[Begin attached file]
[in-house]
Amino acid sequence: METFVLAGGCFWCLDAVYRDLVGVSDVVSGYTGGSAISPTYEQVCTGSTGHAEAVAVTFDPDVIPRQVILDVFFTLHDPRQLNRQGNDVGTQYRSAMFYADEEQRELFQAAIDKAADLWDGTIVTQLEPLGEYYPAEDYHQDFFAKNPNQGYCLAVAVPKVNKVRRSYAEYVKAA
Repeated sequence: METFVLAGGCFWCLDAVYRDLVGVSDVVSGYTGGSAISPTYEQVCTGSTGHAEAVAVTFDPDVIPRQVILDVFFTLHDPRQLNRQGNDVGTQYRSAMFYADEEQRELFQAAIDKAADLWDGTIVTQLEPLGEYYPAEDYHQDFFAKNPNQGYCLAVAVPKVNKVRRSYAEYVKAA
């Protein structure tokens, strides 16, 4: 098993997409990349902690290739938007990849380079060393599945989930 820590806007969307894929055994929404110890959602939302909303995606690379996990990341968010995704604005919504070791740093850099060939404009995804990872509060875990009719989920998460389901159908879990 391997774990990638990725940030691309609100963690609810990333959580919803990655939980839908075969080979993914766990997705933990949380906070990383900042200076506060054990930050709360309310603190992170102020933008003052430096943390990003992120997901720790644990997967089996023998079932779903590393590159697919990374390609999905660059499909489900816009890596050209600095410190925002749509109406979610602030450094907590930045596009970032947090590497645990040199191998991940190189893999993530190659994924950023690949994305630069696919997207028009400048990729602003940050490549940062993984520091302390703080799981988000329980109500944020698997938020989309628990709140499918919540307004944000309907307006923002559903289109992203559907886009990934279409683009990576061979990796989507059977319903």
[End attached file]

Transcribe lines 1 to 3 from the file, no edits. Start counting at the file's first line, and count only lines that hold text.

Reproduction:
[in-house]
Amino acid sequence: METFVLAGGCFWCLDAVYRDLVGVSDVVSGYTGGSAISPTYEQVCTGSTGHAEAVAVTFDPDVIPRQVILDVFFTLHDPRQLNRQGNDVGTQYRSAMFYADEEQRELFQAAIDKAADLWDGTIVTQLEPLGEYYPAEDYHQDFFAKNPNQGYCLAVAVPKVNKVRRSYAEYVKAA
Repeated sequence: METFVLAGGCFWCLDAVYRDLVGVSDVVSGYTGGSAISPTYEQVCTGSTGHAEAVAVTFDPDVIPRQVILDVFFTLHDPRQLNRQGNDVGTQYRSAMFYADEEQRELFQAAIDKAADLWDGTIVTQLEPLGEYYPAEDYHQDFFAKNPNQGYCLAVAVPKVNKVRRSYAEYVKAA